LSI Logic Buying Agere -- No Bargain, But Threat to Marvell

by: Eric Savitz

Earlier on Monday, LSI Logic (NASDAQ:LSI-OLD) announced a deal to acquire Agere (AGR-OLD) in a deal the companies say is worth about $4 billion. (Well, that’s what the deal was worth before the announcement; with LSI shares slumping on the deal news, the total price has dropped to $3.48 billion.)

Terms of the all-stock deal call for each Agere share to be exchanged for 2.16 LSI shares. Prior to the announcement, that meant compensation of $22.81 a share; that’s now down to $19.82 a share.

LSI holders will own 52% of the combined companies; Agere holders get 48%. The company will keep the LSI name. The deal is supposed to result in $125 million in cost savings by 2008; LSI says the deal will be slightly dilutive in 2007 and meaningfully accretive in 2008. Also, LSI announced a buyback of up to $500 million in stock.

Agere shares are higher on the news, and as noted, LSI is slumping badly. Here’s a quick rundown on some of the initial reaction to the deal from the analysts:

* Craig Berger, Wedbush Morgan: This is a good strategic combination that strengthens the combined company’s storage chip offering and engineering resources, and gives the firm a stronger product platform to battle Marvell (NASDAQ:MRVL)…LSI’s purchase price of roughly 2.5x EV/S [enterprice value/sales] is not cheap, and is above LSI’s EV/S multiple (1.5x), and above peer group average (1.9x). LSI will need to reduce combined company costs and overhead to make this deal accretive…Maintain Hold rating.
* Allan Mishan, CIBC: We feel it is a prudent time for Agere to sell. New management has been focused on streamlining operations and rationalizing R&D investments, generating significant margin improvements. But revenue growth is a tougher challenge; by selling Agere leaves execution in LSI’s hands…Strategically, the deal makes sense…we believe the purchase price is fair and puts Agere roughly in line with its diversified peer group…note that Agere has received a discount to the peer group for several years since spinning out from Lucent as the company has struggled to generate revenue growth.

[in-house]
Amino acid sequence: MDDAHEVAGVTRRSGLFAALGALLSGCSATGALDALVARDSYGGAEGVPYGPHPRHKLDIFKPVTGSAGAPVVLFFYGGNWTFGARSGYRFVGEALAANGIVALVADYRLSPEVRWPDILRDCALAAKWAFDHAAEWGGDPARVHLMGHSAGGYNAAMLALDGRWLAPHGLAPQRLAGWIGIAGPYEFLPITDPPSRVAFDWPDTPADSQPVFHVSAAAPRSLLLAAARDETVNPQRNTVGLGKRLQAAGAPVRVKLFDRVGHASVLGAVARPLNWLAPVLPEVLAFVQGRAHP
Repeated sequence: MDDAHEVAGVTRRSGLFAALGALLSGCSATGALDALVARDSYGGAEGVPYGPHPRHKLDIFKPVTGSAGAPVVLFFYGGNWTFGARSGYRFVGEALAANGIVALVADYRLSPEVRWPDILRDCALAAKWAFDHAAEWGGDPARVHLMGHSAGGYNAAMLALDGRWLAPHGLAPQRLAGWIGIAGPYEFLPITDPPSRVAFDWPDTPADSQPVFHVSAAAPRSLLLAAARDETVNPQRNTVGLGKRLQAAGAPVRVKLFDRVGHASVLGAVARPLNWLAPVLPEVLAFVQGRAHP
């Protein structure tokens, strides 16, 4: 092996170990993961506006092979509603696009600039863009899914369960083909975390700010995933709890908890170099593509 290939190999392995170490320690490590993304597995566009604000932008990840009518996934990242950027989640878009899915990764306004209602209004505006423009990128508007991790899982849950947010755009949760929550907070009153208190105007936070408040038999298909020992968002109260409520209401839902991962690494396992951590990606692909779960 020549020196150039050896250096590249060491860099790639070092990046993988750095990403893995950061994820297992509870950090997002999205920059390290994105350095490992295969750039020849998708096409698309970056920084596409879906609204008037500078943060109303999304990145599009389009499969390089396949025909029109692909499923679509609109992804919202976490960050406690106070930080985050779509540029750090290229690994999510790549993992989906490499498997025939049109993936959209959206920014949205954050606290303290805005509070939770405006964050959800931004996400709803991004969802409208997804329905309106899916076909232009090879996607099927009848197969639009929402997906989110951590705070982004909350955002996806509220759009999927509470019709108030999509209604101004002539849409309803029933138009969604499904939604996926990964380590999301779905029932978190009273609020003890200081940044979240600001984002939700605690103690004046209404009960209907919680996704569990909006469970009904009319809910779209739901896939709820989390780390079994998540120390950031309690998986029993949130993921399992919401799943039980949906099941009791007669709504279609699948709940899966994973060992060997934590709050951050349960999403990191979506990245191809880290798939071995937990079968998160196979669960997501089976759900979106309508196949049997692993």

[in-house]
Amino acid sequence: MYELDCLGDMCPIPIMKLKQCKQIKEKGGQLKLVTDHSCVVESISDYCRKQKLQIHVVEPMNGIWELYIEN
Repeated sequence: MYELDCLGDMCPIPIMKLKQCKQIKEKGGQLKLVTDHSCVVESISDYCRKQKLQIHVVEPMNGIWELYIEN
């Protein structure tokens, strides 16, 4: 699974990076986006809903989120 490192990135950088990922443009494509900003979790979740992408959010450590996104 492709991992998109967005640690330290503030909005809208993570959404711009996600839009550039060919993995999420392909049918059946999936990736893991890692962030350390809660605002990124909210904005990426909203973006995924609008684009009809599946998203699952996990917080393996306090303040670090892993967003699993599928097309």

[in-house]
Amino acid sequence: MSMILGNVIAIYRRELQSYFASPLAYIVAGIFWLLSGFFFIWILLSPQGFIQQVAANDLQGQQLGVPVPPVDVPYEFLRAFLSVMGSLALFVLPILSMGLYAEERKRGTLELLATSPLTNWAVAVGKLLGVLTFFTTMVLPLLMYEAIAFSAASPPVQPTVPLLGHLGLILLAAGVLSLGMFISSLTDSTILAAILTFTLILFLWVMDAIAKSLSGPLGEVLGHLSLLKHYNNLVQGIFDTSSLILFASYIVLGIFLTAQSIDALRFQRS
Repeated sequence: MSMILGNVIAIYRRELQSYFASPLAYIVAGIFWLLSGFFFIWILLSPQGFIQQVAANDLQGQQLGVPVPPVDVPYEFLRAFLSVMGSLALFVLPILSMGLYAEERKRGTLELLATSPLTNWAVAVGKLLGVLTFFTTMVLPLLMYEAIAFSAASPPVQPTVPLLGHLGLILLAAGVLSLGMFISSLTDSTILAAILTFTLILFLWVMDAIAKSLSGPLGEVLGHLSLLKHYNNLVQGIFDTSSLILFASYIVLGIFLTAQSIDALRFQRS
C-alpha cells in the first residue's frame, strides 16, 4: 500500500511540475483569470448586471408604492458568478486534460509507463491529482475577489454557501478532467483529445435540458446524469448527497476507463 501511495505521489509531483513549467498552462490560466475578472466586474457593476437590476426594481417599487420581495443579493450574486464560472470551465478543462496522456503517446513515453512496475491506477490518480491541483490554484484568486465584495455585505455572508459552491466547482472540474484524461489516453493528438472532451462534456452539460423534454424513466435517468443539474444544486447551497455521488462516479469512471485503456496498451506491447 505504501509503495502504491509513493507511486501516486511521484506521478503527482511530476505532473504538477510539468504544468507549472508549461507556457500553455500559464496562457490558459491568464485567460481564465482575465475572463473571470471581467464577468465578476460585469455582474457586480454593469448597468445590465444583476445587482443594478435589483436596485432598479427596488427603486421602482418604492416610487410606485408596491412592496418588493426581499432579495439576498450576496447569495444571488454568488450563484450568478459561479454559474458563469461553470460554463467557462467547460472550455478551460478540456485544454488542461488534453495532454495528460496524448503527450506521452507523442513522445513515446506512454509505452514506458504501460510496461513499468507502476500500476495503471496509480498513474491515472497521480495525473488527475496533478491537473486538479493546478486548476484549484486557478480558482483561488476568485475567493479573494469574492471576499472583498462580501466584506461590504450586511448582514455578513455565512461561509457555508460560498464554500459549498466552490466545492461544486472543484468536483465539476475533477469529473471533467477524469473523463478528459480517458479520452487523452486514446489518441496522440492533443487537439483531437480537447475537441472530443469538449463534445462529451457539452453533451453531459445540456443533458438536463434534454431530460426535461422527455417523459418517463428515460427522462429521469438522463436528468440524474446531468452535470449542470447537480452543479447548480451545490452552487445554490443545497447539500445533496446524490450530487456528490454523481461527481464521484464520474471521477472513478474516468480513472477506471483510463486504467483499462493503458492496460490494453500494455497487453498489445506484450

* Shebly Seyrafi, Caris & Co.: The combined entity will share Seagate as a top customer. We estimate that Seagate accounts for roughly 80% of Agere’s storage revenue and roughly 45%-50% of LSI’s storage semiconductor revenue…it has been speculated that Marvell will displace LSI at Seagate in selling HDCs [hard drive controllers], but the combined LSI-Agere entity may now have an increased chance of increasing its involvement with Seagate for the enterprise HDC/SoC [system on a chip] business in the future due to the amount of business that it will have will Seagate. Therefore, we view this merger as a negative for Marvell…Raising LSI price objective to $11 (from $9.)

Seyrafi also speculates that Agere could receive a competing bid; possibly from Broadcom (BRCM); Marvell might be interested, but is much less likely given the need to digest its acquisition of Intel’s communication processor business.

CIBC’s Mishan, in a note on Marvell, says the LSI/Agere deals “provides a long-term threat to Marvell’s HDD business,which remains about 50% of Marvell’s slaes and the primary cash flow engine for the company.” He notes that Agere has been losing ground to Marvell in recent years, and that with the merger, “we would expect Marvel to face a tougher opponent when it competes for new designs.” He does say that any “mis-execution by LSI” could actually open up opportunities for Marvell.

Finally, Mishan notes that Marvell also faces problems from today’s announcement that Qualcomm (NASDAQ:QCOM) is acquiring the wireless networking startup Airgo as well as the RF Micro Devices (RFMD) Bluetooth business. “Marvell has dedicated a lot of resources to handset connectivity, specifically with wireless LAN but also more recently with Bluetooth, and now has has a huge playerto compete with in Qualcomm.”